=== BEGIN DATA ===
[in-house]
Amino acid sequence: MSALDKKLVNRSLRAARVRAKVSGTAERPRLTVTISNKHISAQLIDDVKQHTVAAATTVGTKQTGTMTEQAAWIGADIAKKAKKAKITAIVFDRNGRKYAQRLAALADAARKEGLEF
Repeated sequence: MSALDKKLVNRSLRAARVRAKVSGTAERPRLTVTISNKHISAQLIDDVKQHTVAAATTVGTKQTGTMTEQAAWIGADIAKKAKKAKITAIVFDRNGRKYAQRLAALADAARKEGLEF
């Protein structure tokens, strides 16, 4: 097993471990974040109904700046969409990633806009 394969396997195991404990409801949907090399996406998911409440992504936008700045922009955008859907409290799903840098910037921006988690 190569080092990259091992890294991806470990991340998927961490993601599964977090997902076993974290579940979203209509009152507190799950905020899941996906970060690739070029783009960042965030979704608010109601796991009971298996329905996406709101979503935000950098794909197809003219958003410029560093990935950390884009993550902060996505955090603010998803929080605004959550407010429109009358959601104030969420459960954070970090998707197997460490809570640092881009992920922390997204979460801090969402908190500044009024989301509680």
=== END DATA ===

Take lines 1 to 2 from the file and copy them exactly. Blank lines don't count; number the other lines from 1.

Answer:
[in-house]
Amino acid sequence: MSALDKKLVNRSLRAARVRAKVSGTAERPRLTVTISNKHISAQLIDDVKQHTVAAATTVGTKQTGTMTEQAAWIGADIAKKAKKAKITAIVFDRNGRKYAQRLAALADAARKEGLEF